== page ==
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Cilium Hubble Cheatsheet – Kubernetes Network Observability in a Nutshell

Dean Lewis
Dean Lewis
Published: Updated: Cilium
Cilium Hubble Cheatsheet - Kubernetes Network Observability in a Nutshell

What is Hubble?

Hubble, built on top of Cilium and eBPF, is a networking and security observability platform, enabling deep visibility into the communication and services of your cloud native workloads.

By relying on eBPF, all visibility is programmable and allows for a dynamic approach that minimizes overhead while providing deep and detailed visibility as required by users. Hubble has been created and specifically designed to make best use of these new eBPF powers.

Hubble can answer questions such as:

Service dependencies & communication map

  • What services are communicating with each other? How frequently? What does the service dependency graph look like?
  • What HTTP calls are being made? What Kafka topics does a service consume from or produce to?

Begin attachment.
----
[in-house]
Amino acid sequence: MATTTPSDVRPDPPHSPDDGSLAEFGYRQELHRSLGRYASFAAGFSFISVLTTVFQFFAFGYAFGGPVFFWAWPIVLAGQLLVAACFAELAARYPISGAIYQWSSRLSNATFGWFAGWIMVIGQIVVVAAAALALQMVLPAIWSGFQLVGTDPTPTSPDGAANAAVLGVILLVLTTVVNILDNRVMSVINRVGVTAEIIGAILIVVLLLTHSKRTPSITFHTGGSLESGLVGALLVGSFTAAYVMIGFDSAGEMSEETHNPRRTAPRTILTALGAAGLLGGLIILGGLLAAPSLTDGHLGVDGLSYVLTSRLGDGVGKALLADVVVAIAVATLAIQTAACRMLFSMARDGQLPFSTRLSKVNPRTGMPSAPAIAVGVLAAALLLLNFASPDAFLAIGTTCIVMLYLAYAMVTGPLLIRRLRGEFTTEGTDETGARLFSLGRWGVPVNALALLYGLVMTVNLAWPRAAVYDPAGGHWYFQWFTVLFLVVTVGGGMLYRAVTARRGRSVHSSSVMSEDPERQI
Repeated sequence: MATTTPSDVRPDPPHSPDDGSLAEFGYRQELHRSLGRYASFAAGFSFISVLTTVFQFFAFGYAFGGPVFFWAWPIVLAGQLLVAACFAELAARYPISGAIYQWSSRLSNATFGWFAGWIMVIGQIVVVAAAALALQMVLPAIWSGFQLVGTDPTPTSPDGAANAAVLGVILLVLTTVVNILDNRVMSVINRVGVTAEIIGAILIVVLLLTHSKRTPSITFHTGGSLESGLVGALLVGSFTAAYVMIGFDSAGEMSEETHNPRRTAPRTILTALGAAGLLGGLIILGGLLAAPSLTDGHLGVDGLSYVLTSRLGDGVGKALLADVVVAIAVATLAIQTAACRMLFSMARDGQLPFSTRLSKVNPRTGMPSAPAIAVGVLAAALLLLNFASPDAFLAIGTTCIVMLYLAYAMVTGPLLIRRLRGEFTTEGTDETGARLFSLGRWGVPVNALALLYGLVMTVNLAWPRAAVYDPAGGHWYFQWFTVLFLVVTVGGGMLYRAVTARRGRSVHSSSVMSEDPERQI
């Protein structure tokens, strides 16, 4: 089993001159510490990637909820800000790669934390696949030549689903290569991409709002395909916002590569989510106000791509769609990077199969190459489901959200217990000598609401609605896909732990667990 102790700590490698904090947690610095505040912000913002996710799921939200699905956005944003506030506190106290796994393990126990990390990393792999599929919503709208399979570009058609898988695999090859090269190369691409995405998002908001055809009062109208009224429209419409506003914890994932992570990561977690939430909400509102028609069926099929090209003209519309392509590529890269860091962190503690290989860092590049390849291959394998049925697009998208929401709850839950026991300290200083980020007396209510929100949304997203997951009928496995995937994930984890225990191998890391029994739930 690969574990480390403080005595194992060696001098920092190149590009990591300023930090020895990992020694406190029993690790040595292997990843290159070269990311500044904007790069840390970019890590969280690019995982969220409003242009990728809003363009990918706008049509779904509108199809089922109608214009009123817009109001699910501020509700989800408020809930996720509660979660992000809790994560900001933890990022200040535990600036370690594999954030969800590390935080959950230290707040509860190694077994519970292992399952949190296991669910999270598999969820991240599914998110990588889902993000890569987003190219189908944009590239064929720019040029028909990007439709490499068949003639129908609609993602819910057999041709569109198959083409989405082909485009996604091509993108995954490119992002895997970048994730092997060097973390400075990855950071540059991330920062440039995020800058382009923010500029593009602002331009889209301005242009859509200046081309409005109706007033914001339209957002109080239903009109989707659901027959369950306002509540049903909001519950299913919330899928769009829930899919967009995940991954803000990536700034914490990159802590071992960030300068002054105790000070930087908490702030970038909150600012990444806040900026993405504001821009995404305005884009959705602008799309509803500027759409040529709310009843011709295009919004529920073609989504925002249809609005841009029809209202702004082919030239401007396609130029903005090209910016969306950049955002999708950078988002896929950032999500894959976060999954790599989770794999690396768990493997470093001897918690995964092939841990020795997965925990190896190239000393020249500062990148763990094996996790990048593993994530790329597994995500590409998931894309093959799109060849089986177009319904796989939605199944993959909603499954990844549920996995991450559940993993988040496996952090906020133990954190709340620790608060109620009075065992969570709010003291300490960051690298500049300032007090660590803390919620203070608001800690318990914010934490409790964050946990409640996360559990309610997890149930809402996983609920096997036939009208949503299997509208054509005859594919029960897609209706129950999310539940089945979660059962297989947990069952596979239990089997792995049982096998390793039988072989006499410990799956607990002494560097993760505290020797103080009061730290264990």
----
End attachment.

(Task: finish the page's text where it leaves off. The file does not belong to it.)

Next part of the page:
Network monitoring & alerting

  • Is any network communication failing? Why is communication failing? Is it DNS? Is it an application or network problem? Is the communication broken on layer 4 (TCP) or layer 7 (HTTP)?
  • Which services have experienced a DNS resolution problem in the last 5 minutes? Which services have experienced an interrupted TCP connection recently or have seen connections timing out? What is the rate of unanswered TCP SYN requests?

Application monitoring

  • What is the rate of 5xx or 4xx HTTP response codes for a particular service or across all clusters?